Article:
1. It is usually wilful or wanton not to exercise ordinary care to prevent injuring a licensee who is actually known to be, or reasonably is expected to be, within the range of a dangerous act being done.
3. The remaining enumeration of error is without merit.
McKinley Hutto, by next friend, brought suit in the Superior Court of Richmond County seeking to recover damages for personal injuries.
The petition alleged in part that: the plaintiff, "age two years, while accompanying his mother onto the defendant's premises was injured when he caught his hand in a conveyor machine; his mother was an employee of the defendant and the purpose of her entry was to acquire her purse which she had left there earlier; the defendant had on numerous previous occasions allowed employees' and visitors' children of tender years to be present on the premises where the plaintiff was injured; that the defendant was negligent: "in failing to provide a guardrail to prevent injury to people visiting defendant's property; in failing to provide warnings of the dangerous machines on defendant's property, in allowing children of tender years to be present in a room with unprotected machinery of a dangerous nature; in the failure of defendant's supervisory personnel to protect the child from the dangerous machinery which injured him although said supervisory personnel were present and knew of McKinley Hutto's presence and were aware, or should have been aware, of his immediate danger."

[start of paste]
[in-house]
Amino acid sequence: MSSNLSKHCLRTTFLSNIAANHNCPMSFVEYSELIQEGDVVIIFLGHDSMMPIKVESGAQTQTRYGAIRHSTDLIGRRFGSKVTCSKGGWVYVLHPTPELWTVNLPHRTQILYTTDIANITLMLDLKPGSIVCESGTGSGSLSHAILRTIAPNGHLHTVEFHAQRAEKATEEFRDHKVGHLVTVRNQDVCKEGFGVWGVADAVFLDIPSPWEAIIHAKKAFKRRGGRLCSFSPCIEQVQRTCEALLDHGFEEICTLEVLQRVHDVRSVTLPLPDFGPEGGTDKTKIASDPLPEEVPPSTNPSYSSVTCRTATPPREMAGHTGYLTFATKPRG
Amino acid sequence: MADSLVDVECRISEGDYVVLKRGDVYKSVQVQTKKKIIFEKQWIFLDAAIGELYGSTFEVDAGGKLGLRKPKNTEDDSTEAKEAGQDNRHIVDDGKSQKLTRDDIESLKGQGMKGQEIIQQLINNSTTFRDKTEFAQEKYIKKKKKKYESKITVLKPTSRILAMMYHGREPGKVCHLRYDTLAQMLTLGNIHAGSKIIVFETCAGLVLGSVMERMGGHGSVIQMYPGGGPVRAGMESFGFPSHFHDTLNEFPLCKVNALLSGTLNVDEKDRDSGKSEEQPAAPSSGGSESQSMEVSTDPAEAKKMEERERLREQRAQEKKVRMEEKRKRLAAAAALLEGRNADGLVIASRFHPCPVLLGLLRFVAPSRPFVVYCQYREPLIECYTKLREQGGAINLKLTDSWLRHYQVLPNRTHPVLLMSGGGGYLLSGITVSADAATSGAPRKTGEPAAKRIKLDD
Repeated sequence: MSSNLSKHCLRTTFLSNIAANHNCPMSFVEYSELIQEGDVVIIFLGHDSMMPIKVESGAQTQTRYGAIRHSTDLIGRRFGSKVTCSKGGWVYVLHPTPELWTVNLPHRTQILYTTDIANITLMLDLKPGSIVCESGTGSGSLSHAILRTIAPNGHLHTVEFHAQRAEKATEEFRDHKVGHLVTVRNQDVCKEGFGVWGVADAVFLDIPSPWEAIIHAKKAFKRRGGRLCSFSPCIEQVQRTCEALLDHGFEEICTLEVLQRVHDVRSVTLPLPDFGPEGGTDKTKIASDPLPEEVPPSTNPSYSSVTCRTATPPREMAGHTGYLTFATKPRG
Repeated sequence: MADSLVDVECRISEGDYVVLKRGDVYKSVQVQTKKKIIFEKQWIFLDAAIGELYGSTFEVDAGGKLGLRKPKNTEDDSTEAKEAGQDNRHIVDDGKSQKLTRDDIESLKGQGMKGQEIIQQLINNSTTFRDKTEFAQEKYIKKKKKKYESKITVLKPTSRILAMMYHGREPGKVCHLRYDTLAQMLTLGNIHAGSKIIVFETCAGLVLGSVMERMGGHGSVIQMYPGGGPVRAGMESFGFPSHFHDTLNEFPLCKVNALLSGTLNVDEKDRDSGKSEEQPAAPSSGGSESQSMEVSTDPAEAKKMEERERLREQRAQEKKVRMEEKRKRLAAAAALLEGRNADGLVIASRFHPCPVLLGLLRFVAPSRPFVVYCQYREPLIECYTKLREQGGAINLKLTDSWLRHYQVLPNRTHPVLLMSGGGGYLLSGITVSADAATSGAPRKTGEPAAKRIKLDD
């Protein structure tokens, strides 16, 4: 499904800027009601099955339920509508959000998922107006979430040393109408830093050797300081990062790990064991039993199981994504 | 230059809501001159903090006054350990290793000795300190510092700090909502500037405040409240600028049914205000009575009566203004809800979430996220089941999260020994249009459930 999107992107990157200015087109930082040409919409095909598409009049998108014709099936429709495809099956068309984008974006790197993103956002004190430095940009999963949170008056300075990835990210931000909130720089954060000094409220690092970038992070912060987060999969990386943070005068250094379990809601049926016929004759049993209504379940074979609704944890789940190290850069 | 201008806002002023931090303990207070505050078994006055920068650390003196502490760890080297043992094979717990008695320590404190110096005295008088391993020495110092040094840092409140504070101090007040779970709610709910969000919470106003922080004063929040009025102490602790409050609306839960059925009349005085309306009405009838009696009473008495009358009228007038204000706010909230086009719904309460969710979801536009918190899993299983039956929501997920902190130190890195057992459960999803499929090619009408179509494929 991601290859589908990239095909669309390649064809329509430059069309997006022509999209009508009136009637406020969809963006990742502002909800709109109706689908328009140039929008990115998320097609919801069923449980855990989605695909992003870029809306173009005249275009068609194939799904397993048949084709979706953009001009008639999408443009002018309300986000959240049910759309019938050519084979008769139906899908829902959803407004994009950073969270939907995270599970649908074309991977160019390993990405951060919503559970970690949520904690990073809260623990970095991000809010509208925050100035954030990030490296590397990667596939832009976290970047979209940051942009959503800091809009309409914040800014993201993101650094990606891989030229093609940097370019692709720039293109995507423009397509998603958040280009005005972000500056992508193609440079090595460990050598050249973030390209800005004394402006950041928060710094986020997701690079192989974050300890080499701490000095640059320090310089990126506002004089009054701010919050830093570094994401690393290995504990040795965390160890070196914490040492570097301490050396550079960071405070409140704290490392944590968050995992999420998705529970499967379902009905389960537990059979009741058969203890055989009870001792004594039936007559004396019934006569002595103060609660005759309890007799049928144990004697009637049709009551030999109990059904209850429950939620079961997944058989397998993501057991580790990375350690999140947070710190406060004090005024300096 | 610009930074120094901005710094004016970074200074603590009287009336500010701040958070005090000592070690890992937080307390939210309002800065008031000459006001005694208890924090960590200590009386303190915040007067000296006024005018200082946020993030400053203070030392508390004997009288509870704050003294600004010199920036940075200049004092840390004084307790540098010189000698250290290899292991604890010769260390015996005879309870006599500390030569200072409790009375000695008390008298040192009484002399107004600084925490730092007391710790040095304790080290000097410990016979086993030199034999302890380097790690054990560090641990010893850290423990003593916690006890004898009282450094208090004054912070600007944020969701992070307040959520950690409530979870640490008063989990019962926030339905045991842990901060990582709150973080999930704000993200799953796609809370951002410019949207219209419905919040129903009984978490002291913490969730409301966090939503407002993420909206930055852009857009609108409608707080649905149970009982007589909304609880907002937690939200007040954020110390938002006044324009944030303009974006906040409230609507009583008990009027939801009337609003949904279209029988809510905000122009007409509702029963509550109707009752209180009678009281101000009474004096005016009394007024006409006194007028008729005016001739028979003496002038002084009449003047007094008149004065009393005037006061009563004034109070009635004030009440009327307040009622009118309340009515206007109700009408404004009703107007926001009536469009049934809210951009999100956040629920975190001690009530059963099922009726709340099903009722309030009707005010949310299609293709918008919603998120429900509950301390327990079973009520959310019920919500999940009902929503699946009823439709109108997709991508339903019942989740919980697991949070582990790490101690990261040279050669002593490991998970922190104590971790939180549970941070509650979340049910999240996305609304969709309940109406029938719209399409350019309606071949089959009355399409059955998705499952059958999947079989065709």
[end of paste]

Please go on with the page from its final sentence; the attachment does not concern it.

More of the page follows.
The defendant filed a general demurrer and special demurrers which were overruled. To this ruling the appellant excepted and the case is here for review.
1. The appellant contends the petition shows the plaintiff to be a trespasser to whom it owed no duty in the absence of actual knowledge of his perilous position. It is further argued that the action was predicated upon ordinary or simple negligence which is a lesser degree of negligence than is required in order to permit a recovery for injuries to a trespasser. For these reasons it is insisted the general demurrer should have been sustained.
With this contention we cannot agree. Here, the petition alleged: "By virtue of the custom, intents and purposes of the defendant there was an implied invitation extended to McKinley Hutto to come onto the exact premises where he was injured . . . The defendant had on numerous previous occasions allowed employees' and visitors' children of tender years to be present in the same premises wherein McKinley Hutto was injured and knew that such children of employees and visitors were often on said property and in the immediate area wherein McKinley Hutto was injured." These allegations are sufficient to place the plaintiff in the status of a licensee. Atlantic Ice & Coal Co. v. Harris, 45 Ga. App. 419 (165 SE 134)
; Starland Dairies v. Evans, 105 Ga. App. 813 (125 SE2d 682)